Shore to Shore: Exploring our Personal Black History



My cultural legacy is influenced by my mother’s and my father’s. I am biracial — my father is Black, my mother Native Hawaiian. Each culture has its own unique and similar aspects, but one place they intersect is in the deep meaning and appreciation of music. When I was younger my house was always loud with music from both cultures. My parents would cook to the Temptations or clean to the sounds of Hapa. But beyond just listening to music, my parents played guitar as well. Some of my earliest memories were sitting and listening to them learn and sing together. Eventually, I also learned to play and joined them in playing those songs. 

One of my mother’s most important goals when raising me was to teach me about Hawaiian culture. She taught me Hawaiian words, stories of her youth and shared with me both traditional and contemporary Hawaiian music. Sung in both English and Hawaiian, the music focuses on respecting the land and people. This respect is paramount to Hawaiian culture. By giving to the land and showing the aloha spirit to others, one will receive the same back. This Hawaiian version of the golden rule is the foundation of who I am today. By having mutual respect for one another and a consciousness toward cultural and environmental health, we can build a stronger society.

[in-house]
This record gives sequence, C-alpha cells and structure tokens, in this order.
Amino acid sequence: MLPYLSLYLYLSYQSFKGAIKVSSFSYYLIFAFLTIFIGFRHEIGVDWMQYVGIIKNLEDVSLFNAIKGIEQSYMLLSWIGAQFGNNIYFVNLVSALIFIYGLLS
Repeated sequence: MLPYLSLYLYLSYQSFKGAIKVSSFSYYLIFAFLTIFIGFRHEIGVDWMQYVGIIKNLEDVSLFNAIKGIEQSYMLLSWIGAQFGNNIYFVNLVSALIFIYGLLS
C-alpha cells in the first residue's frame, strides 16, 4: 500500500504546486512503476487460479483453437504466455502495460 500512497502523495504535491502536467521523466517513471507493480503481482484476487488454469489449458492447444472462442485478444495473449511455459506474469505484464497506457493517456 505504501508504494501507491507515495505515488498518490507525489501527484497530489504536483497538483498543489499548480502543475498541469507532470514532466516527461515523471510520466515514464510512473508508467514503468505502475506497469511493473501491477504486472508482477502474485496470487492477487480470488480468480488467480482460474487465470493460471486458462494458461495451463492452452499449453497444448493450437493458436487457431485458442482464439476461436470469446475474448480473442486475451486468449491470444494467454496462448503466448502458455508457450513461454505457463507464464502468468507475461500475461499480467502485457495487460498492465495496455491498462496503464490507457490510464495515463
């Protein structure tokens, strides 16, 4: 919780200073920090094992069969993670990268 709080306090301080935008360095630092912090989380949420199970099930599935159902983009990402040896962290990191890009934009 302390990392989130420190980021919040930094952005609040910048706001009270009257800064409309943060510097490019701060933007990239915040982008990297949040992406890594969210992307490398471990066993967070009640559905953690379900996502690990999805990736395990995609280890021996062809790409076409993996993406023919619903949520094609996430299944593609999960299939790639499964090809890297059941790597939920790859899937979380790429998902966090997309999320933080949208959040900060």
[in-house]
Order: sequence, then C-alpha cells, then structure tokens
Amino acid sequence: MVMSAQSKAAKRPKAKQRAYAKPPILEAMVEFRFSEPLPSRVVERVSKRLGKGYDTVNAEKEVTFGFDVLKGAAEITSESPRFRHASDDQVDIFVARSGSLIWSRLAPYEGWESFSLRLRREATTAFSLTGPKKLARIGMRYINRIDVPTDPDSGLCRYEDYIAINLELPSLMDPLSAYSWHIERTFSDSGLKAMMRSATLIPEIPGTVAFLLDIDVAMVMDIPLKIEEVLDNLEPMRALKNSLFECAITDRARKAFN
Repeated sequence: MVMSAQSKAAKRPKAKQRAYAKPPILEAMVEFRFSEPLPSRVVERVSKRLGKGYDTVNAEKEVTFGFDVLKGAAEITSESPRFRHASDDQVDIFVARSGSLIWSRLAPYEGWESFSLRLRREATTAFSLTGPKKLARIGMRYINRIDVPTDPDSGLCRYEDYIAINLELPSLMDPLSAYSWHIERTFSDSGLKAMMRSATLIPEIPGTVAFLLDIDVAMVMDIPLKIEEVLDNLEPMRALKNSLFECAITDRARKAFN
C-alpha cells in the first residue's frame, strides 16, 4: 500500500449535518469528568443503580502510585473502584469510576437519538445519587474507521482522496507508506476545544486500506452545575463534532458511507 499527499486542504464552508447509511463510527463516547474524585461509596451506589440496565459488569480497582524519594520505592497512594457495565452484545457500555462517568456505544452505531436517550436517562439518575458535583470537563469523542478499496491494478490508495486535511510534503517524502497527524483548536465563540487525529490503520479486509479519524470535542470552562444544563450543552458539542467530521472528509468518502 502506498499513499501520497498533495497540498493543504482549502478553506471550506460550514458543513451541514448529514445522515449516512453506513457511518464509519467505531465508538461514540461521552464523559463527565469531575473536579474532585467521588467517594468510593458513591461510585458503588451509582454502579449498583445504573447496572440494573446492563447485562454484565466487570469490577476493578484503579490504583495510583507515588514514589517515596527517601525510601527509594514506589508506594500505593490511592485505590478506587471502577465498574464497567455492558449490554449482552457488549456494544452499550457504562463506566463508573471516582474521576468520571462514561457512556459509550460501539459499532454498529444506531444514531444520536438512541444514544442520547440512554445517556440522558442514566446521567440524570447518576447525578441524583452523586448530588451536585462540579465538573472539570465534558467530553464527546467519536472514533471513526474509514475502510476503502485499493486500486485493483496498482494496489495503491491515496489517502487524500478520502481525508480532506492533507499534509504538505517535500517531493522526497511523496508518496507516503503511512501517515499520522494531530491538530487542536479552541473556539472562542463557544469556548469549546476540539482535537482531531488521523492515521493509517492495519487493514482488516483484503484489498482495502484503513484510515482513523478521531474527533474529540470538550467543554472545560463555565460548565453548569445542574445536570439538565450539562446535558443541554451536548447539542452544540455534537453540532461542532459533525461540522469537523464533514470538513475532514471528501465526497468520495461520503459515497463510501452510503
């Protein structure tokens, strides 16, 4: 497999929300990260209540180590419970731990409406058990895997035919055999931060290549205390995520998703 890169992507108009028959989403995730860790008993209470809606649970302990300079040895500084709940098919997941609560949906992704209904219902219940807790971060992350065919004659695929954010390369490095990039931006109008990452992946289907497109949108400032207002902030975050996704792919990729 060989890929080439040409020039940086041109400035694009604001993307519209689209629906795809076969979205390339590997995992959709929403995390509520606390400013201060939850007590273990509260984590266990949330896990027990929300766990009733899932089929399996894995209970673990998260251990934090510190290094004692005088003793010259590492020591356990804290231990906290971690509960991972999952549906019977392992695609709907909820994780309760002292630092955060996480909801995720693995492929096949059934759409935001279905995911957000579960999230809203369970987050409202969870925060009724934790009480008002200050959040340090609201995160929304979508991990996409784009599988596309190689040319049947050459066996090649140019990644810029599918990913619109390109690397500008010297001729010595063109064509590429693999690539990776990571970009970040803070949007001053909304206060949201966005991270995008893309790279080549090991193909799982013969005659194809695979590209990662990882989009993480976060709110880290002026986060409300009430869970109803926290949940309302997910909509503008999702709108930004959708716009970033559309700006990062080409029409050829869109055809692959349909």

For my father, music was a connection to his family and home. My dad served in the US Navy, so we always lived far from his side of the family. Both of my parents had a wide range of musical tastes, but my father would always go back to his roots, sharing with me R&B and soul music of the ’60s and ’70s. To me, Black music is about uplifting your spirit while always remaining socially and culturally conscious. I carry these themes with me today, and they help me keep a high spirit through troubled times and recognize the struggles so many people in our society face every day. 

I firmly believe we must learn from our past to make sound decisions in our future. In both of my cultures, music is a function of documenting history and culture, and I find comfort and guidance in that music. And like my parents did for me, I look to instill these lessons into my daughter. I want to show her where she’s from and help her understand her cultural legacy with all its struggles and triumphs so she can find the same comfort and guidance that I do as she grows into her own journey. 


Kendal Sparks

Studio Artist


In what ways does YOUR cultural legacy inform your present and how will you use it to shape your future? 

The Islands of Brooklyn

By Rifka Simmons